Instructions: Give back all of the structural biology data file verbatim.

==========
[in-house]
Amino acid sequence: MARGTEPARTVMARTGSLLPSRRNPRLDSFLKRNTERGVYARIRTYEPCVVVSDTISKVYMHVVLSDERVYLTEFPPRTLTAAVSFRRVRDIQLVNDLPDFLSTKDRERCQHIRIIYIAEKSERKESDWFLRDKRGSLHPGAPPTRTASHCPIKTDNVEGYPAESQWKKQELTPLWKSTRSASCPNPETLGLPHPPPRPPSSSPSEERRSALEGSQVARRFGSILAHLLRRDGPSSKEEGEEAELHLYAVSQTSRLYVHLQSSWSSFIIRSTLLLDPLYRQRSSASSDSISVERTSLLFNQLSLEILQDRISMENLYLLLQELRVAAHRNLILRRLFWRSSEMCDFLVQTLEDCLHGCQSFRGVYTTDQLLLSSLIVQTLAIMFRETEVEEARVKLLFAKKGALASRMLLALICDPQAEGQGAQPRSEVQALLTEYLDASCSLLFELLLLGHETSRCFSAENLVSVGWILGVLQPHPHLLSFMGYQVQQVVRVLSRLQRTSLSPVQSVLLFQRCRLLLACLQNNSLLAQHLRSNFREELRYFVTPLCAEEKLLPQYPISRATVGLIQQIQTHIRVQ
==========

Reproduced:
[in-house]
Amino acid sequence: MARGTEPARTVMARTGSLLPSRRNPRLDSFLKRNTERGVYARIRTYEPCVVVSDTISKVYMHVVLSDERVYLTEFPPRTLTAAVSFRRVRDIQLVNDLPDFLSTKDRERCQHIRIIYIAEKSERKESDWFLRDKRGSLHPGAPPTRTASHCPIKTDNVEGYPAESQWKKQELTPLWKSTRSASCPNPETLGLPHPPPRPPSSSPSEERRSALEGSQVARRFGSILAHLLRRDGPSSKEEGEEAELHLYAVSQTSRLYVHLQSSWSSFIIRSTLLLDPLYRQRSSASSDSISVERTSLLFNQLSLEILQDRISMENLYLLLQELRVAAHRNLILRRLFWRSSEMCDFLVQTLEDCLHGCQSFRGVYTTDQLLLSSLIVQTLAIMFRETEVEEARVKLLFAKKGALASRMLLALICDPQAEGQGAQPRSEVQALLTEYLDASCSLLFELLLLGHETSRCFSAENLVSVGWILGVLQPHPHLLSFMGYQVQQVVRVLSRLQRTSLSPVQSVLLFQRCRLLLACLQNNSLLAQHLRSNFREELRYFVTPLCAEEKLLPQYPISRATVGLIQQIQTHIRVQ